March 14, 2013
As the average marrying age gets higher every year, the divorce rate grows and the number of babies born out of wedlock increases, many people have begun to assume my generation doesn’t believe in marriage.
But Christian Science Monitor editor John Yema got it right recently when he wrote, “Even if young people are waiting longer before saying their vows than any previous generation, they aren’t necessarily anti-marriage. What they most want, it appears, is to get marriage right.”
He was right. Many Millennials I know are putting off marriage not because they think marriage is bad, but because they think divorce is bad. They either had their childhood disrupted by their parents’ divorce(s) or watched the shadow it cast on their friends’ lives and decided they didn’t want to cause the same pain in their own families.
Right or wrong, as a result many young adults are doing what they think is best to avoid a divorce. They’re waiting for someone they feel they can’t live without instead of marrying the best option available to them at the age they are “supposed” to get married. They are trying to get their lives in order (finish school, start a career, get out of debt) before they get married in order to avoid the stressors they saw help tear others’ marriages apart. They are taking some time to live a life of self-centered spontaneity now rather than during a midlife crisis.
As much as older generations bemoan the lack of respect for marriage, they are part of the reason some young adults are waiting to settle down. I wasn’t surprised to see that a study across five college campuses last year showed that on average young adults thought the best age to get married was 25, but said their parents were pushing them to wait longer.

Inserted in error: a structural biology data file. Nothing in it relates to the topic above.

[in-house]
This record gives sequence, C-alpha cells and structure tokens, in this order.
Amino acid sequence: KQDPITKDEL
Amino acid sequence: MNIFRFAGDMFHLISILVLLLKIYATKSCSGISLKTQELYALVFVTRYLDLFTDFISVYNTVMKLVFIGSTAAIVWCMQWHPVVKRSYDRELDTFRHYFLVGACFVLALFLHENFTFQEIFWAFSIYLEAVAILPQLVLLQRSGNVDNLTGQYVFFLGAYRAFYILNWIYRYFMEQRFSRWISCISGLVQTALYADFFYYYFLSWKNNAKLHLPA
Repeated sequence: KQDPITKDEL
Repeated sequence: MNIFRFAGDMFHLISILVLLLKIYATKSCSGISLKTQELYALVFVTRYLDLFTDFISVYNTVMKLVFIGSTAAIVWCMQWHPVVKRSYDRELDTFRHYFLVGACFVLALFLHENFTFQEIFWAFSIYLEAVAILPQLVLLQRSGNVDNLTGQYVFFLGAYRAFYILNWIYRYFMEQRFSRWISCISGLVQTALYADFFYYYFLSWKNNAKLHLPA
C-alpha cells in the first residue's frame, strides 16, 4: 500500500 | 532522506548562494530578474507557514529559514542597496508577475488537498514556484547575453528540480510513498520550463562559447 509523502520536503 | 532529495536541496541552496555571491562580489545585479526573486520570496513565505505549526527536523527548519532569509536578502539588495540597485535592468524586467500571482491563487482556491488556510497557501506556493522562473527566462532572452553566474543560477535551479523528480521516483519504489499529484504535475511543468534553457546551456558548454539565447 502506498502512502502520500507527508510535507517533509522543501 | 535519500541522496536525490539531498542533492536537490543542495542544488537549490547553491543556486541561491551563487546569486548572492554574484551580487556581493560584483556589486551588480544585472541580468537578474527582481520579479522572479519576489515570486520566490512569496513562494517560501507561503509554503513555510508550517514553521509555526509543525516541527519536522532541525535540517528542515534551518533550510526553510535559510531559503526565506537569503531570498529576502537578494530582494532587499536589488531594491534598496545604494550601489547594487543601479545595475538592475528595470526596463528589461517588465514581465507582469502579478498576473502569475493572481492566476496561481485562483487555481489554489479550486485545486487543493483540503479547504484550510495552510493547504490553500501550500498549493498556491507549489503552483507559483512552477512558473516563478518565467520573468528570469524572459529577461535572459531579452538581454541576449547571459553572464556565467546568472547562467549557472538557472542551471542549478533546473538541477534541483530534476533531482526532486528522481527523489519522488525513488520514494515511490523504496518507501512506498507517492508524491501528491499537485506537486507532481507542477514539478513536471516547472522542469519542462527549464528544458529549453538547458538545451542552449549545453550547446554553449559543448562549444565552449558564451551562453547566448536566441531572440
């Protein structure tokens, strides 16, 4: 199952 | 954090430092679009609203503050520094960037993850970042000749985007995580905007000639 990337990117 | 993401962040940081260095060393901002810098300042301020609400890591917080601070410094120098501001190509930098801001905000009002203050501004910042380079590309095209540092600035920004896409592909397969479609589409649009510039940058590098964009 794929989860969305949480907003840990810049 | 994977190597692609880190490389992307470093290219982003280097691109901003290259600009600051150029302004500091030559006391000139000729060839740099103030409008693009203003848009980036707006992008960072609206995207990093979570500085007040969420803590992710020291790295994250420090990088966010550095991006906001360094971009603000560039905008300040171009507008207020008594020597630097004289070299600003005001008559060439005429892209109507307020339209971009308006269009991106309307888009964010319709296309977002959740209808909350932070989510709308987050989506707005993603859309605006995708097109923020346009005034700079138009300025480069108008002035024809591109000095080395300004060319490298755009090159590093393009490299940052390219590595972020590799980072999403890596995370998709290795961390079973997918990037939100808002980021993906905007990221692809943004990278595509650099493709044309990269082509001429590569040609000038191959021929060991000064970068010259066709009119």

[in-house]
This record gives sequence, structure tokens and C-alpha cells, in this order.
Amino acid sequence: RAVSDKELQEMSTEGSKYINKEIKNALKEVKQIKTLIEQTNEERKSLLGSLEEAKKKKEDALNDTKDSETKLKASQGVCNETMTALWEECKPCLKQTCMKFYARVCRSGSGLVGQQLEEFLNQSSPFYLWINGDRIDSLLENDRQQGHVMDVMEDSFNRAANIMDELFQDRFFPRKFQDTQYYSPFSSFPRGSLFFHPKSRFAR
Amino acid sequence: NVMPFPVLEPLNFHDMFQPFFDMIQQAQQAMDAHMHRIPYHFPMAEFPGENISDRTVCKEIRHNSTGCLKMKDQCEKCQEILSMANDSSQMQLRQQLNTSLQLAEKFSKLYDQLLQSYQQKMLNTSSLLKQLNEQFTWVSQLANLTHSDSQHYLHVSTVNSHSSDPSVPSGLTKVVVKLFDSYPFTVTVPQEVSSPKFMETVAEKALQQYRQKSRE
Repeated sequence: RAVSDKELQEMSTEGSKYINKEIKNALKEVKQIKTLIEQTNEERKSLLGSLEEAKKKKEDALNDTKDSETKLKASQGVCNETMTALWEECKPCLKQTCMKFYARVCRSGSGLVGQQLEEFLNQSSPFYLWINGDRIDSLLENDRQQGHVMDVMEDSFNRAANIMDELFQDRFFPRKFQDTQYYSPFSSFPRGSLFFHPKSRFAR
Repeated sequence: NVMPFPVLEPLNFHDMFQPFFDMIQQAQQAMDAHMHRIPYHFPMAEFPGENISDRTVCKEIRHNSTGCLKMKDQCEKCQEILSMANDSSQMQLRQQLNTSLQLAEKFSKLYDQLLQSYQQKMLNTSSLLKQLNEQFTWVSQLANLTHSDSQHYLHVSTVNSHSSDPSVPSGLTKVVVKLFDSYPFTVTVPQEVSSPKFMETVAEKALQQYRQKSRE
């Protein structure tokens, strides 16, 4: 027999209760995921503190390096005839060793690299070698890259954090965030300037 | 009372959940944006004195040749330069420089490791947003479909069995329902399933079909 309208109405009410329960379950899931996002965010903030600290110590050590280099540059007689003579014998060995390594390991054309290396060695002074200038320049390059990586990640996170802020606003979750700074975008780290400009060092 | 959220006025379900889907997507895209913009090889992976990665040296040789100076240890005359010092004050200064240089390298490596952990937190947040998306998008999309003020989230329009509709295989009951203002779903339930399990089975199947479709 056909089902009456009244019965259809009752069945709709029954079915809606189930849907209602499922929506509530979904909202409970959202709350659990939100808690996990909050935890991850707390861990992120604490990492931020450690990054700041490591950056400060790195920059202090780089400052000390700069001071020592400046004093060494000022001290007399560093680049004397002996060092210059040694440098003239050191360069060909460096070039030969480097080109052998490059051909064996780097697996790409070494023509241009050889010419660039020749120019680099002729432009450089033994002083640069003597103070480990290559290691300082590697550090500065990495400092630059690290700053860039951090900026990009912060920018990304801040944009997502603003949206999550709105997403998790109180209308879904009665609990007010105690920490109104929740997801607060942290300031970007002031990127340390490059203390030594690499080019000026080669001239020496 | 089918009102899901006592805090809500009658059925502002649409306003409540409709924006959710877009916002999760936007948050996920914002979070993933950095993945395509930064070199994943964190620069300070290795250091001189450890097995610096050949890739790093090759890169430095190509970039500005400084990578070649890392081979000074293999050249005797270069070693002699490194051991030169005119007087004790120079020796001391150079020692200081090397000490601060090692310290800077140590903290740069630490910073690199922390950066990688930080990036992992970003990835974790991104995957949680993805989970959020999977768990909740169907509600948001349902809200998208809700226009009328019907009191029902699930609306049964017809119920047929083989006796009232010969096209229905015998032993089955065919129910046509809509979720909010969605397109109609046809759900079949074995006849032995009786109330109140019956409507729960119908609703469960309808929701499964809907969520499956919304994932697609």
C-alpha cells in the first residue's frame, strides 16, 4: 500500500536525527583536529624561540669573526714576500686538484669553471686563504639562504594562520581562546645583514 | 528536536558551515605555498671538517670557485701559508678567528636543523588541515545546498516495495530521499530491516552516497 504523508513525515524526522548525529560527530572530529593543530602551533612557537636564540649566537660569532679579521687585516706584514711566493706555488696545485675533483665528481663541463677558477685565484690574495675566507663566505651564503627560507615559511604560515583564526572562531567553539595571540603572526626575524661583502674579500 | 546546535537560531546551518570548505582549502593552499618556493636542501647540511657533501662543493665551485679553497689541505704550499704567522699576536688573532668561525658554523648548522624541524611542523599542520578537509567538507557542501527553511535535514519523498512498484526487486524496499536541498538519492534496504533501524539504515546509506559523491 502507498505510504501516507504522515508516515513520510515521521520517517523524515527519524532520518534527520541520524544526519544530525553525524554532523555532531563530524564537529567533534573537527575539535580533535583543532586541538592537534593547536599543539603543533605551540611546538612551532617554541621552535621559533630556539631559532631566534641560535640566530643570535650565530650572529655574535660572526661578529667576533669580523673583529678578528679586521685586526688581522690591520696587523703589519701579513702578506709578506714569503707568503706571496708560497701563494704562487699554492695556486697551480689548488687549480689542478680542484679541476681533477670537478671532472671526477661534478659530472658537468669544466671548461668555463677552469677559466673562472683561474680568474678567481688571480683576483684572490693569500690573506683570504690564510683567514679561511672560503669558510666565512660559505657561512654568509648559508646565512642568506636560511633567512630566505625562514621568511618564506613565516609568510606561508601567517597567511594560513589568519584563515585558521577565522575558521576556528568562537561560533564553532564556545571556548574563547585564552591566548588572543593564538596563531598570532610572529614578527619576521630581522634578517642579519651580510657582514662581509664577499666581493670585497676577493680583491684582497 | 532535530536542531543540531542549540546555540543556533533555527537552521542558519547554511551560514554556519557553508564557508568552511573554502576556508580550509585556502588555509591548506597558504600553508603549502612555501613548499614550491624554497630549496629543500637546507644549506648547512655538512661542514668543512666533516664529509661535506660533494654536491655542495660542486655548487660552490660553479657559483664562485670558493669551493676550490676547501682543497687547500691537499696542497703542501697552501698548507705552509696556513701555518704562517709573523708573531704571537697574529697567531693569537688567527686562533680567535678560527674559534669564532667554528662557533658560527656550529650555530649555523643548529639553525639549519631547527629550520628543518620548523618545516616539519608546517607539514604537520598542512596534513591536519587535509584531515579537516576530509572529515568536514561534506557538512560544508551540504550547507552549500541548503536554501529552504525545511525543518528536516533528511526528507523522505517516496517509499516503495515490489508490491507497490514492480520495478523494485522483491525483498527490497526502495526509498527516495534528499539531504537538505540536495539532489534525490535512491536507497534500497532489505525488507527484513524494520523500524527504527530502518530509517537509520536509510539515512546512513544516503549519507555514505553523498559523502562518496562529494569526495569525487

I’ve seen plenty of evidence of that — when I was a senior in college a serious boyfriend considered proposing but eventually broke up with me instead after sustained, intense pressure from his parents not to get married for several more years. I saw a lot of other relationships fall apart, stretch on indefinitely or have an engagement marred by tension and resentment because one or both sets of parents were adamantly opposed to their child marrying in their early twenties.
On the other hand, I also knew plenty of college upperclassmen who saw marriage as a “someday” instead of a priority and I can see why. There just aren’t the same incentives to get married at 22 as there used to be.
Girls are taught they can have a successful career in any field they choose and therefore don’t need a man to take care of them. Boys aren’t raised with the expectation that they will need to be ready to support a wife and children not long after high school. Most people don’t get through college in just four years anymore and with their parents footing the bill are able to delay true adulthood until almost 30. Medical advances make it easier to get pregnant later in life. It’s socially acceptable to live together unmarried.
In those conditions, it’s amazing young couples ever get married at all. But we should want more couples to get married — not at 18, necessarily, but not at 35 either.
Studies have shown married people are generally happier than their unmarried peers. They also, as a whole, live longer, enjoy better health and have more money. They are more likely to vote, volunteer and otherwise be good citizens. More married people means less tax dollars spent on things like child support enforcement.
There is overwhelming evidence that children raised their whole lives by a married couple are the most likely to become happy, healthy, productive members of society. They are less likely to engage in risky behavior like unprotected sex and drunk driving. They are five times less likely to grow up in poverty. They are more likely to do well in school and less likely to commit suicide or end up in jail.
Maybe Millennials could stand to hear more of that and less of the “Don’t tie yourself down” mantra.